I can’t imagine how the little rotor (which is in the bottom of the container) can make that beautiful, silky microfoam like a wand can: the tip of the wand sits at the interface of milk and air, and introduces tiny, tiny bubbles – so you don’t get fluff – you get something that looks more like thick paint than foam.

    • Michael Corry says:

      No it doesn’t for exactly the reasons you describe. It simply does not put enough air into the milk.
      But it is useful in a small kitchen and it is tons better than sachets of instant latte.
      I tried one out but I went back to the steam wand. I even went to school to learn barista skills.

  15. andygates says:

    Call me a snob, but there’s still a gulf of difference between steamed milk and frothed milk.  It’s a whole level of unctuous hugging.

    Neat toy though :)

  16. There is some good evidence that steaming milk is better, like breaking down the lactose into simpler sugars making it taste sweeter, among other things. 

    http://joecoffeeblog.blogspot.ca/2010/10/science-of-steaming-milk.html

  17. ndirons says:

    After several years of use, I am still delighted by Ikea’s $3 frother (which also has the best name of any Ikea product in history): http://www.ikea.com/us/en/catalog/products/10076320/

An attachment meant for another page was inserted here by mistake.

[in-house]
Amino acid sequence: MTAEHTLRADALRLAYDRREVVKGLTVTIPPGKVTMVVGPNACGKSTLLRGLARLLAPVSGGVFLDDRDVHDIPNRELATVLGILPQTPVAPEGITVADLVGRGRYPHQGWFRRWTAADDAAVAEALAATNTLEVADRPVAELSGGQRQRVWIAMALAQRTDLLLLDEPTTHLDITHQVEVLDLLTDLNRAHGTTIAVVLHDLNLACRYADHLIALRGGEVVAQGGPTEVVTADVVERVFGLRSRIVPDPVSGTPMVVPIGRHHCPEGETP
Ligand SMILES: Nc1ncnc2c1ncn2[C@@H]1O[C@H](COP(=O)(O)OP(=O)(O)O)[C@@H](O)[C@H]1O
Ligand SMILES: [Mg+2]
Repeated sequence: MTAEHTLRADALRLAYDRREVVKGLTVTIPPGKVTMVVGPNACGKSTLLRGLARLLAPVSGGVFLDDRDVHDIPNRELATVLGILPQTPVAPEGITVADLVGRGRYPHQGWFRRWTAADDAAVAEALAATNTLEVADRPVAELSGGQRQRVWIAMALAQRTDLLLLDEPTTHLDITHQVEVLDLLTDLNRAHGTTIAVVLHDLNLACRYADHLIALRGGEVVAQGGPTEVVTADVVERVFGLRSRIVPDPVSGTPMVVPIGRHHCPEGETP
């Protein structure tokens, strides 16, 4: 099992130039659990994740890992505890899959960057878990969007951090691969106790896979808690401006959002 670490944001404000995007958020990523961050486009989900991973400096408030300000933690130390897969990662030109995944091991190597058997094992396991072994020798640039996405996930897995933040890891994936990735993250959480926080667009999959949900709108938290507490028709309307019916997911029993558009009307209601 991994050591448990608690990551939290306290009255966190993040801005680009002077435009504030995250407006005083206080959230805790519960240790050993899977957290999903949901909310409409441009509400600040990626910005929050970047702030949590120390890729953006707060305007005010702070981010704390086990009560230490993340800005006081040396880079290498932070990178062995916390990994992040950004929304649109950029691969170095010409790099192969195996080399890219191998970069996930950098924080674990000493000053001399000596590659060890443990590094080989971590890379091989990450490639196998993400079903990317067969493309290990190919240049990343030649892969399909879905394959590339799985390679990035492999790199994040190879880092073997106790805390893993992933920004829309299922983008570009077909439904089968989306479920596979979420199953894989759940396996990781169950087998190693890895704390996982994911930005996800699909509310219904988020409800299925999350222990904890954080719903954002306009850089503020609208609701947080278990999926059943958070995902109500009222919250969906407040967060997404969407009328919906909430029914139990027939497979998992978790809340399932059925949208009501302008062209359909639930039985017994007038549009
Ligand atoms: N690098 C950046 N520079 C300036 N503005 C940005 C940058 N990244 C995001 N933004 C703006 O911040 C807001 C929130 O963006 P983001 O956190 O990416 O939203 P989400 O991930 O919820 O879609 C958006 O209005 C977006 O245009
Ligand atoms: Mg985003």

Given that it’s very small and might not last forever, I have three backups, and haven given away a bunch of them as gifts.

  18. Paul Downs says:

    It’s £90 in the UK, almost as much as my coffee machine, I think I’ll stick with the steam.  Takes about a minute to make enough for 2 or 3 cappuccino’s.

  19. ohbejoyful says:

    I have a small Bodum french press; I heat the milk, transfer it to the press, and plunge away. 7 strokes results in a very creamy, small bubbled foam; twice as many and you could stand a spoon in it.

  20. You’re catching onto this now? Go to aromacup.com to find the better stuff.